Many ancient peoples worshiped a Sun God. While their theology is quite debatable, they were on to something long before the study of biology developed. Our world is a closed system. All of our resources are currently enclosed within our planet. The only energy which comes from outside the planet earth is the sun.
The sun's rays are the key ingredient in photosynthesis. Without its constant bombardment of energy, the planet would freeze leaving no rain or available water. Wind energy depends on changes in air temperature created by the sun.
All of our current economic system is based on growth and competitive pricing of resources. If there is a shortage of anything, the price goes up, creating the incentive to produce more. Provide excess production and the price goes down.
This works well as long as the resources are available. Unfortunately, there is no more water on the planet now than was present before the dinosaurs. Oil and natural gas are only produced slowly over millions of years by the death and prolonged burial of carbon based plants and animals.
In recent decades we have started to seriously strain the world's bank account of energy and water. Herman E. Daly explains the problem in his short article, Economics in a Full World. He gives a simple explanation of the situation we face "in a world where the economic mantra is growth without consideration of the inability to expand beyond our planet for additional resources."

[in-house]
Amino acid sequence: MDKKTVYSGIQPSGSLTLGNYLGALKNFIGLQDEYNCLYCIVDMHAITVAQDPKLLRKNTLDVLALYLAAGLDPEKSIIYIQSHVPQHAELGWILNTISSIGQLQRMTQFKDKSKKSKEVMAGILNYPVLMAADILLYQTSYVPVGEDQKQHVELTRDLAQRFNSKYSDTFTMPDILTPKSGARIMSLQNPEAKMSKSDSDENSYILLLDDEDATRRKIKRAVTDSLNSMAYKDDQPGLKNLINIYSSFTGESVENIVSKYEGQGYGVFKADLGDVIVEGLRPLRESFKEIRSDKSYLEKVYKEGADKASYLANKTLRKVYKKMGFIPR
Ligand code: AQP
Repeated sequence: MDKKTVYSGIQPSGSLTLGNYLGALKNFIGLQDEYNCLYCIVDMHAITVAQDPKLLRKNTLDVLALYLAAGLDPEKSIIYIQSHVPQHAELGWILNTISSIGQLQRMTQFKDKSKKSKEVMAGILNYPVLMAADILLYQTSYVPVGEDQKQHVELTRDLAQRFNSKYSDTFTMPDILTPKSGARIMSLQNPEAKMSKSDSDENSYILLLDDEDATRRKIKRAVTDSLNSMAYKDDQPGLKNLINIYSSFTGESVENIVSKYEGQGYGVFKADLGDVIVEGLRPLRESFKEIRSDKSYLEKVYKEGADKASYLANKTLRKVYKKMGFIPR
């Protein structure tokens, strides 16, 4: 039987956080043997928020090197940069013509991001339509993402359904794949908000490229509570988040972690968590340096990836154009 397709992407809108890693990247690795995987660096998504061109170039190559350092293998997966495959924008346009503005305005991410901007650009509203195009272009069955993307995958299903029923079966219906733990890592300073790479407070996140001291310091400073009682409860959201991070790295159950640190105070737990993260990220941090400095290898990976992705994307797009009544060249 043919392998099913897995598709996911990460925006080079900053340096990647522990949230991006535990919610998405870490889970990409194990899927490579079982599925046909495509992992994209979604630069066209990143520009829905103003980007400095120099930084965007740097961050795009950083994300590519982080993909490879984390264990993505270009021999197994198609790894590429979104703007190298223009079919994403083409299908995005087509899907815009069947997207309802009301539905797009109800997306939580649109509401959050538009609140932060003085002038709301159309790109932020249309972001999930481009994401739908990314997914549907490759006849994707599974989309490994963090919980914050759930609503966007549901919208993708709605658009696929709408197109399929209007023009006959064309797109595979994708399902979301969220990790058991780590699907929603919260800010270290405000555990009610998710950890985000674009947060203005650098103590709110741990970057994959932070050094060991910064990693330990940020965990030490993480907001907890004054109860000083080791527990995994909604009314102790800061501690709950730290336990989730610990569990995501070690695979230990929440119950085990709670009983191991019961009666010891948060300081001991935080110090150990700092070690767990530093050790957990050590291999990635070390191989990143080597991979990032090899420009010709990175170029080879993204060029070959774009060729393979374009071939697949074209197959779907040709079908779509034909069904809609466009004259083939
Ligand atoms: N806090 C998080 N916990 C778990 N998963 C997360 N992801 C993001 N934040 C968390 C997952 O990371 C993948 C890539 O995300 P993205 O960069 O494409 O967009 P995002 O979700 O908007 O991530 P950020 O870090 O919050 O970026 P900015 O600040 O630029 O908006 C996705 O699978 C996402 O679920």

Relying on growth in this way might be fine if the global economy existed in a void, but it does not. Rather the economy is a subsystem of the finite biosphere that supports it. When the economy's expansion encroaches too much on its surrounding ecosystem, we will begin to sacrifice natural capital (such as fish, minerals and fossil fuels) that is worth more than the man-made capital (such as roads, factories and appliances) added by the growth. We will then have what I call uneconomic growth, producing "bads" faster than goods--making us poorer, not richer.
Once we pass the optimal scale, growth becomes stupid in the short run and impossible to maintain in the long run. Evidence suggests that the U.S. may already have entered the uneconomic growth phase. Scientific American-2005I would recommend that you download and read the PDF file Economics in a Full World. For a more complete but clear understanding of economics past and future, Daly's 1997 book, Beyond Growth: The Economics of Sustainable Development is a good resource.